Why would anybody want to rescue slumping physical music sales??? If I can buy high-quality MP3 files with no DRM pollution I'm happy. Making and shipping a physical product is a waste of money and resources and won't even let me enjoy my purchase right away.
LOL, if I want 500 tracks, and I buy one every day, I'll end up with 500 microSD cards. Just try to figure out which is which and where to store them... And how much would it cost? With Amazon, you can just pay $1/track, download it, put it on a DVD-RW. A single 4.7 disk can hold hundreds of tracks in MP3.
SanDisk should focus on making SSDs that can compete with the Velociraptors on price/size/speed. If they do that, they'll drive Seagate and WD into bankruptcy and they'll make a ton of money.
Using mp3 on a 1GB card just doesn't make any sense to me. Why not use an uncompressed/lossless format and still have room for additional content? There would still be room for portable player specific tracks (ie: mp3s).
I may download MP3s from online store so what's the point? They need to make it in a lossless format to be worth a purchase (but then there's the problem as not every player supports ALAC, FLAC or WAV). They could use the idea to sell something like 48kHz/24bit masters of the CD counterparts to make it more appealing.
I think its a decent idea to go into a store and pick up a card that i can use right away, i like the tourist angle for it, something cheap and not too bulky to carry around as a peice of the place your visiting that gives you more than you bargined for.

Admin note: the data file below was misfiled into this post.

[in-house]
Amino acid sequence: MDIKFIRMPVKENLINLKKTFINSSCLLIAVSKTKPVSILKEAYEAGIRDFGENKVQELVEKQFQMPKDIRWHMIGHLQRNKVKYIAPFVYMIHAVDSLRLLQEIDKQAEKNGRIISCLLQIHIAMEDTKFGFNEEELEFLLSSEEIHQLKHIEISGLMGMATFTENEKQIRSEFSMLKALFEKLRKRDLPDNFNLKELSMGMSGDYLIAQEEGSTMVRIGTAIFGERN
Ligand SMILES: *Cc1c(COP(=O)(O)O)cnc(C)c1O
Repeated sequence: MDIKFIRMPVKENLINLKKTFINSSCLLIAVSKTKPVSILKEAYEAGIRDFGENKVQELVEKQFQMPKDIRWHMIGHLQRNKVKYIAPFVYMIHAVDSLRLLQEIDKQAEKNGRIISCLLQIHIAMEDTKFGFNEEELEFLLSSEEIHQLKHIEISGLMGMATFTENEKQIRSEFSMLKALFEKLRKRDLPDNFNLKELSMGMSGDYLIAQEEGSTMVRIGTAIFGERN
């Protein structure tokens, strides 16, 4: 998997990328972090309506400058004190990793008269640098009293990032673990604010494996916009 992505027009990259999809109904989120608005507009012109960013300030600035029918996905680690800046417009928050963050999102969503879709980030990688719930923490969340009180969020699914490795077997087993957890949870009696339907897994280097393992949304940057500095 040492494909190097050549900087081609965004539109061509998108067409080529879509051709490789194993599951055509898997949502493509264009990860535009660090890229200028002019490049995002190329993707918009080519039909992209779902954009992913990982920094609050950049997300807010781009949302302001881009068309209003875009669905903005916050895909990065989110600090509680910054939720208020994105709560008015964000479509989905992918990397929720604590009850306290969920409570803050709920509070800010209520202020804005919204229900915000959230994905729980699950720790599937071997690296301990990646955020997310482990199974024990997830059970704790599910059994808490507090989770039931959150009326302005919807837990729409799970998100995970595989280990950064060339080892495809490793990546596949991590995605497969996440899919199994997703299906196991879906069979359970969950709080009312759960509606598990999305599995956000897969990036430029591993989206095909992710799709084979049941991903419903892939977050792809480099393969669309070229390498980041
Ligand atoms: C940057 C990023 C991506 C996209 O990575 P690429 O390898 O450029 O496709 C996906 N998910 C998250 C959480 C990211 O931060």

Dammit, MP3? Why can't it be an open format like vorbis or FLAC? That way they wouldn't even face the possibility of paying licenses, and the music would sound better. They're touting this standard as DRM-free anyway so they don't have anything to lose. Also maybe then more portable hardware would support those formats (but to be honest, I don't see this slotMusic being taken seriously either). On their site, they claim that the USB sleeve makes this compatible with Win/Lin/Mac, but some Linux distros don't support MP3 out of the box for the licensing issues.
Besides, 1GB for storage of MP3s? What are they going to sell, an artist's entire back catalogs? Music, videos, and photos? There's nothing innovative about any of that, and it's so vague. That doesn't sound like a new standard so much as a common consumer practice being made into a business practice.
Let's be honest, this isn't a tactic to sell more music, this is a tactic to sell more -microSD cards-